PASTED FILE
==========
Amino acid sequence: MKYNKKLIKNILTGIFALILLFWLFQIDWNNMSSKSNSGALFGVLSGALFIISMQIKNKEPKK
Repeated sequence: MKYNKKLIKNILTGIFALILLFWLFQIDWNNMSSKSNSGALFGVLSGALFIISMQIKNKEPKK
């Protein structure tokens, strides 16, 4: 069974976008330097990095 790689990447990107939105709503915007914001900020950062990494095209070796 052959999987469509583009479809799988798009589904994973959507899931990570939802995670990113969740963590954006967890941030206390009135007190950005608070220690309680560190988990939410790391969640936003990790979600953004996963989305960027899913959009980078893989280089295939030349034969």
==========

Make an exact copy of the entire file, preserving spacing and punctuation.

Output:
Amino acid sequence: MKYNKKLIKNILTGIFALILLFWLFQIDWNNMSSKSNSGALFGVLSGALFIISMQIKNKEPKK
Repeated sequence: MKYNKKLIKNILTGIFALILLFWLFQIDWNNMSSKSNSGALFGVLSGALFIISMQIKNKEPKK
């Protein structure tokens, strides 16, 4: 069974976008330097990095 790689990447990107939105709503915007914001900020950062990494095209070796 052959999987469509583009479809799988798009589904994973959507899931990570939802995670990113969740963590954006967890941030206390009135007190950005608070220690309680560190988990939410790391969640936003990790979600953004996963989305960027899913959009980078893989280089295939030349034969």